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Review: Zomm 'Wireless Leash' for Mobile Phones

Back in January we expressed our gadget lust for the Zomm, a combination Bluetooth speakerphone, "wireless leash," and panic button. Now that we've had a chance to try one firsthand, is there still lust in our hearts -- or Zomm-thing less?

About the size of a small stack of poker chips and weighing barely a quarter of an ounce, the Zomm can ride easily and unobtrusively on a keychain.

After pairing with your cell phone, it sounds an alarm -- first vibrating, then flashing, and finally beeping loudly -- whenever it loses the Bluetooth link (usually at around 30 feet).

To put it in more real-world terms, the Zomm keeps you from forgetting your phone at home, the office, or anywhere else you might leave it lying around. You can't get a dozen yards away before feeling, seeing, and/or hearing a reminder.

The flipside, of course, is that unless your keys go everywhere you and your phone go, you'll get potentially unwanted alarms. That's not a dealbreaker -- one press of the Zomm's single function button cancels an alarm -- but it could prove annoying.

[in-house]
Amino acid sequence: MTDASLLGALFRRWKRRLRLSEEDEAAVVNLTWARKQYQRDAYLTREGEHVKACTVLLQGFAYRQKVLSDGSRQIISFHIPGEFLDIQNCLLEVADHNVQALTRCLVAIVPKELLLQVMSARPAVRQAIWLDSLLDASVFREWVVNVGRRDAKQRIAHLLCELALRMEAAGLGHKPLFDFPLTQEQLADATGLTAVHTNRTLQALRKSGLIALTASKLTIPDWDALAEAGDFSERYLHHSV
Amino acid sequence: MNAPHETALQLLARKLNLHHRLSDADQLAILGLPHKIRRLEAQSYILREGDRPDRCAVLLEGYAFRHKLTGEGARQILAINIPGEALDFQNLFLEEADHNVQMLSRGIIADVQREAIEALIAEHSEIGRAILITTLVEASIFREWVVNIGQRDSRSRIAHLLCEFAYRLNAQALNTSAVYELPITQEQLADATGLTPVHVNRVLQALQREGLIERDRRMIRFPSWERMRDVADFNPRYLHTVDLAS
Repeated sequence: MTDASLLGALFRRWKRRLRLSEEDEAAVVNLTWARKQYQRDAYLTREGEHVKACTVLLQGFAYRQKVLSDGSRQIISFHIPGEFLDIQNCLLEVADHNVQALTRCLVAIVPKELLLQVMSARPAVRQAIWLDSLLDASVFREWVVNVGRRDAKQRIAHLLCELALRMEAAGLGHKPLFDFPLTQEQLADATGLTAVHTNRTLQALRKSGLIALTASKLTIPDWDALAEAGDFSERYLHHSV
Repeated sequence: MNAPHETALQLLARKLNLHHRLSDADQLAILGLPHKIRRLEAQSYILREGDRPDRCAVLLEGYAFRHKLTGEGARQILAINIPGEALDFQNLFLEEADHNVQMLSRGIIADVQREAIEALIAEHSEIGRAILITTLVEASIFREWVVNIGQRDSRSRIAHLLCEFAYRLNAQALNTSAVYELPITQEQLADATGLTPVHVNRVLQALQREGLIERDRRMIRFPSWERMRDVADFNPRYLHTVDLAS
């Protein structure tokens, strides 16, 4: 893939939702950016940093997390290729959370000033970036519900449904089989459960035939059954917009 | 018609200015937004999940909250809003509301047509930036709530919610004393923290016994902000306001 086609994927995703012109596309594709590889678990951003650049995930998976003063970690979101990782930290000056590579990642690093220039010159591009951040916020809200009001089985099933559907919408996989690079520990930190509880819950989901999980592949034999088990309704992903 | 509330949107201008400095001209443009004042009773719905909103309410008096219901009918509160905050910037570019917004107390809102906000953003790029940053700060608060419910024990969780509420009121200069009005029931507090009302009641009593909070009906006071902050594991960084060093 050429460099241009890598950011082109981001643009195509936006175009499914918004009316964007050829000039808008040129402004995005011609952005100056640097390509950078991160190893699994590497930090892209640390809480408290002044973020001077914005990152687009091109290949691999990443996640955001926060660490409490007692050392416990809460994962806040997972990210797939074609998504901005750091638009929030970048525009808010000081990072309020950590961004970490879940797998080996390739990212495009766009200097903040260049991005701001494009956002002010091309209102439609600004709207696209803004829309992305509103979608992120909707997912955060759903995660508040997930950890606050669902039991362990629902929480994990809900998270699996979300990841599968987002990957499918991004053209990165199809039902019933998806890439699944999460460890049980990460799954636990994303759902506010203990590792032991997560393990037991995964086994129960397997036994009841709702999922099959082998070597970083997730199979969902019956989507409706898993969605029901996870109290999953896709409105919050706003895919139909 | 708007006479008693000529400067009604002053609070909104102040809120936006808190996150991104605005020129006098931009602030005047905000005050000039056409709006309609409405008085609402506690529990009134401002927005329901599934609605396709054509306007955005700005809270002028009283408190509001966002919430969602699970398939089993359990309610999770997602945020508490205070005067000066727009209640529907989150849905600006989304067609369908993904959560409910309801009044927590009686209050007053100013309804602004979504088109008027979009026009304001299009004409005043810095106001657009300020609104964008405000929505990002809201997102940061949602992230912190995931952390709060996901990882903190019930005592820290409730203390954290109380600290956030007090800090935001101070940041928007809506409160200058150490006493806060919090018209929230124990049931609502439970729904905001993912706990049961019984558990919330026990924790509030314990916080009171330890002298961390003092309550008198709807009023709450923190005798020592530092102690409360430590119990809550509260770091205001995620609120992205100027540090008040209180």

Another big draw is call notification: the Zomm vibrates, flashes, and beeps whenever a call comes in. That's awesome for someone like me, who often misses calls because he couldn't feel or hear his iPhone ringing in his pocket.

I have mixed feelings about the Zomm's speakerphone capabilities, which are about on par with those of my iPhone. The real benefit is being able to answer a call just by pushing a button, instead of having to fish around a pocket or purse to grab your phone. And another push transfers the call to your handset; very convenient.

The Zomm also has two personal-safety features: a panic alarm and an automated call for help. The latter dials 911 and even plays an emergency message if you don't say anything.

The only problem with these features, and a few of the others, is remembering how to access them. Because the Zomm has just one control -- its big 'Z' button -- you have to learn and remember when to push it, how many times, when you're supposed to hold it down, and even when you're supposed to release it. It's confusing.

For example, to use the emergency-call feature, you have to hold the button until the panic alarm starts, then keep holding it until it stops. That's as opposed to just using the panic alarm, in which case you release the button after the alarm starts. In an actual emergency, would you be able to remember all that?

I think the Zomm is a slick little device that's sure to help forgetful types stop forgetting their phones. I think it's a little steep at $79.99, but that's probably less than you'd end up paying to replace a lost phone.

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